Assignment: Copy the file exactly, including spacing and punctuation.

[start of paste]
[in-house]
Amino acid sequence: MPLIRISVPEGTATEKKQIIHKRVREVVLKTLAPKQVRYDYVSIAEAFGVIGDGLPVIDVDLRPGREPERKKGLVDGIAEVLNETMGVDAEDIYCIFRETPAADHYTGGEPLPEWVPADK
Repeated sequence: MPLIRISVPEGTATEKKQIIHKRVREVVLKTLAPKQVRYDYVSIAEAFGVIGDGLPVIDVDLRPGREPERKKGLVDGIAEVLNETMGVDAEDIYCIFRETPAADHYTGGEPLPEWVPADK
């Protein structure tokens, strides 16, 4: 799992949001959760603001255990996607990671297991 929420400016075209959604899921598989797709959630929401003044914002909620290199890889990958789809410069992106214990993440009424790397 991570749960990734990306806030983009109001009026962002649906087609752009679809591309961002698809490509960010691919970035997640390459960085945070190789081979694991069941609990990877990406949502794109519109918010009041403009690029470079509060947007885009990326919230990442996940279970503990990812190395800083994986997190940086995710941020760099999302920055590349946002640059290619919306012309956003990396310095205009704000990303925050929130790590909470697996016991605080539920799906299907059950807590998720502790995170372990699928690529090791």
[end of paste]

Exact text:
[in-house]
Amino acid sequence: MPLIRISVPEGTATEKKQIIHKRVREVVLKTLAPKQVRYDYVSIAEAFGVIGDGLPVIDVDLRPGREPERKKGLVDGIAEVLNETMGVDAEDIYCIFRETPAADHYTGGEPLPEWVPADK
Repeated sequence: MPLIRISVPEGTATEKKQIIHKRVREVVLKTLAPKQVRYDYVSIAEAFGVIGDGLPVIDVDLRPGREPERKKGLVDGIAEVLNETMGVDAEDIYCIFRETPAADHYTGGEPLPEWVPADK
């Protein structure tokens, strides 16, 4: 799992949001959760603001255990996607990671297991 929420400016075209959604899921598989797709959630929401003044914002909620290199890889990958789809410069992106214990993440009424790397 991570749960990734990306806030983009109001009026962002649906087609752009679809591309961002698809490509960010691919970035997640390459960085945070190789081979694991069941609990990877990406949502794109519109918010009041403009690029470079509060947007885009990326919230990442996940279970503990990812190395800083994986997190940086995710941020760099999302920055590349946002640059290619919306012309956003990396310095205009704000990303925050929130790590909470697996016991605080539920799906299907059950807590998720502790995170372990699928690529090791």